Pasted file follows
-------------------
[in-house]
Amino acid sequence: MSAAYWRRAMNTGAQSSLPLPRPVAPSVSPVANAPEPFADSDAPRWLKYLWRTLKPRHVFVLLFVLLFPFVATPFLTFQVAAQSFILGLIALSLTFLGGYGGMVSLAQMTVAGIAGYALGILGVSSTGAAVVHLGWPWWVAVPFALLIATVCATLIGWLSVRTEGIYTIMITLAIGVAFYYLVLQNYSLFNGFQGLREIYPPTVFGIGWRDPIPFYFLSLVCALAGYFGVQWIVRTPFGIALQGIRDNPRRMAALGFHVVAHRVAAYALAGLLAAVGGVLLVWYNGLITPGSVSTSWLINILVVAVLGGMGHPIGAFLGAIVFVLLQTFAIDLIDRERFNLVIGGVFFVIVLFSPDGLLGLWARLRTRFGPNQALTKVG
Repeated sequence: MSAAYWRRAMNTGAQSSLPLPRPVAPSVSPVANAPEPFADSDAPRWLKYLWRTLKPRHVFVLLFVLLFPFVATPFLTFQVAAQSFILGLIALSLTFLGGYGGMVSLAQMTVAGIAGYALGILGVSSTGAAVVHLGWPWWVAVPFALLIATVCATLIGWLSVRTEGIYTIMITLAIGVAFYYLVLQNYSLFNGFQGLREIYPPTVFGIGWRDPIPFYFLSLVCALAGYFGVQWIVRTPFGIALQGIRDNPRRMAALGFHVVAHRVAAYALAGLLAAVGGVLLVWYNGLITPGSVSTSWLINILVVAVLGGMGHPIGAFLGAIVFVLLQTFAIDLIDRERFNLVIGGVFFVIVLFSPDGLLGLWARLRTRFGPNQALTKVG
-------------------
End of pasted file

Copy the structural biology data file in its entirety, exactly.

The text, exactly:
[in-house]
Amino acid sequence: MSAAYWRRAMNTGAQSSLPLPRPVAPSVSPVANAPEPFADSDAPRWLKYLWRTLKPRHVFVLLFVLLFPFVATPFLTFQVAAQSFILGLIALSLTFLGGYGGMVSLAQMTVAGIAGYALGILGVSSTGAAVVHLGWPWWVAVPFALLIATVCATLIGWLSVRTEGIYTIMITLAIGVAFYYLVLQNYSLFNGFQGLREIYPPTVFGIGWRDPIPFYFLSLVCALAGYFGVQWIVRTPFGIALQGIRDNPRRMAALGFHVVAHRVAAYALAGLLAAVGGVLLVWYNGLITPGSVSTSWLINILVVAVLGGMGHPIGAFLGAIVFVLLQTFAIDLIDRERFNLVIGGVFFVIVLFSPDGLLGLWARLRTRFGPNQALTKVG
Repeated sequence: MSAAYWRRAMNTGAQSSLPLPRPVAPSVSPVANAPEPFADSDAPRWLKYLWRTLKPRHVFVLLFVLLFPFVATPFLTFQVAAQSFILGLIALSLTFLGGYGGMVSLAQMTVAGIAGYALGILGVSSTGAAVVHLGWPWWVAVPFALLIATVCATLIGWLSVRTEGIYTIMITLAIGVAFYYLVLQNYSLFNGFQGLREIYPPTVFGIGWRDPIPFYFLSLVCALAGYFGVQWIVRTPFGIALQGIRDNPRRMAALGFHVVAHRVAAYALAGLLAAVGGVLLVWYNGLITPGSVSTSWLINILVVAVLGGMGHPIGAFLGAIVFVLLQTFAIDLIDRERFNLVIGGVFFVIVLFSPDGLLGLWARLRTRFGPNQALTKVG